My earlier post on conky: Conky is a lightweight system monitor for Linux.
If you are using Linux on an old computer with limited specifications, you should seriously consider using WindowMaker as the window manager. It is very different from most of the other lightweight alternatives. I especially like the way WM uses corners for icons and dock apps, this way I seem to be able to use the limited 1024x768 resolution of my monitor much more efficiently than with the traditional icons on the desktop where they are always hidden behind application windows.
Earlier post about WindowMaker:
I just found a great collection of tutorials for backing up a Linux system. The site Debianhelp is oriented towards Debian, but of course the information given here can be used with just about any Linux system with some tweaking. The tutorials should work fine with Ubuntu. I just hope I would have time for organizing my files, computers and backups into a coherent system...
Those of you who already are using LXDE might be interested in the LXDE blog. It's full of interesting reading for anyone using LXDE.
If you have problems with LXDE, the best place for getting support is the new LXDE Forum. It does not yet have many posts, but that will probably change soon as LXDE becomes more popular.
Now that I'm using my 1 GHz 'Oikos' desktop I've again installed WindowMaker. It's design is very different from most of the other window managers and desktops, as it does not have a panel or a start menu for starting applications. Right-clicking the root window does, however, open a context menu for running applications, opening XTerm, changing the visual appearance of WindowMaker and so on. More functionality can be added by installing and running WindowMaker applets.
1) Default look
WindowMaker's default desktop is probably not the prettiest of all desktops. There are, however, hundreds of different themes that can be used for modifying the simple desktop to become simple, strong and sharp. Freshmeat has an excellent collection of themes for WindowMaker.
2) Aay: A light grey theme
5) PureWM is another light theme.
These light themes are the most usable ones with my old recycled 17" monitor. Your hardware might like some other combinations of colors better, remember to experiment also with themes that are not provided by your distribution. Many more beautiful themes and icon sets can be found in Freshmeat!
Installing a theme is not difficult. They are distributed as .tar.gz packages. Gunzip and tar xvf them in the directory ~/GNUstep/Library/WindowMaker/Themes and you will find the just installed theme by right-clicking the root window (wallpaper), and selecting Appearance, Themes, Theme.
Last time we missed a few important bugs in the translations. I hope this time more people would install the last betas and actively try to inform the respective localization teams for mistakes found. See the Road map for more information about the timetable.
If you are willing to try some less known distribution with less functionality, you certainly will be able to install Linux in just about any old computer you have in your garage or basement. You just have to be ready to learn something new and not expect to get everything running without user intervention.
In Ubuntu discussion forum, the user darreljon has collected an extensive list of lightweight Linux distributions that can be used even with very old computers. Some of the distros are not very current, some of them are still active. Check out the list and you might find a distribution that satisfies your needs.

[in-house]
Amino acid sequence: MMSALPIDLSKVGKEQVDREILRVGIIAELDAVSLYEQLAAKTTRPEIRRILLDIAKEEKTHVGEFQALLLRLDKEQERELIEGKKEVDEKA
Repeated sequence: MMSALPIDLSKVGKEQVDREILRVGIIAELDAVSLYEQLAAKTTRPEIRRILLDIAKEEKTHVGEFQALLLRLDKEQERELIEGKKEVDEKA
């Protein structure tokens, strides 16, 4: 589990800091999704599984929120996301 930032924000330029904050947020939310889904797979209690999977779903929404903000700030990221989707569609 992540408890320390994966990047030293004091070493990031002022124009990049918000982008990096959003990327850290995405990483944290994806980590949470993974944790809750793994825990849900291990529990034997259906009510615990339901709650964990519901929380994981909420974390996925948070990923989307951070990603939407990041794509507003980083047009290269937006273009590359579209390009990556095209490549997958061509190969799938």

Unfortunately, at least the desktop with Fluxbox is slightly misconfigured after installation. It provides some eyecandy offered by the OS X like dock wbar that can be used for starting different applications. Some of the applications, however, are not even installed in system. In addition, I don't fully understand the point of using a lightweight desktop environment or a window manager with KDE applications as default applications for e.g. email.
Anyway, Vector Linux provides an easy way to get a fully usable system running on an old computer. I'll return to Vector Linux after I have gathered some more experience with this release.
So I turned of some more unnecessary services and installed OpenBox. As OpenBox does not provide a panel I installed also pypanel. It is pretty useful and customizable enough. As the desktop seemed fast enough for me, I installed Launchy that provides a fast way to start applications without need to use a mouse. Even after these additions, OpenBox is a joy to use.
These tools are capable of lot more than simply outputting the current calendar to the standard output. Just see info gcal and you certainly will learn a lot more about gcal you can remember! I wanted, however, simply get a postscript or pdf calendar to be able to print it and have it on my wall. It took me some time before I realized, that gcal was not, after all, the right tool for the job.
What I needed was pcal. Simple command pcal > calendar.ps did exactly what I wanted: it produced a file with postscript code needed for printing this month's calendar. pcal is of course capable of doing a lot more, man pcal for more information.
Gareth Anderson has written an useful summary of command line GNU/Linux applications. It is organized thematically, so that you can easily find the most useful tools for e.g. controlling processes and services, manipulating text files or working with the file system.
Michael Stutz's The Linux Cookbook: Tips and Techniques for Everyday Use is another good source of information with similar topics. It is a bit old (written in 2001), but the CLI tools don't change as fast as KDE and GNOME applications!
Both of the ebooks are highly recommended reading for all Linux newbies who are not afraid of command line!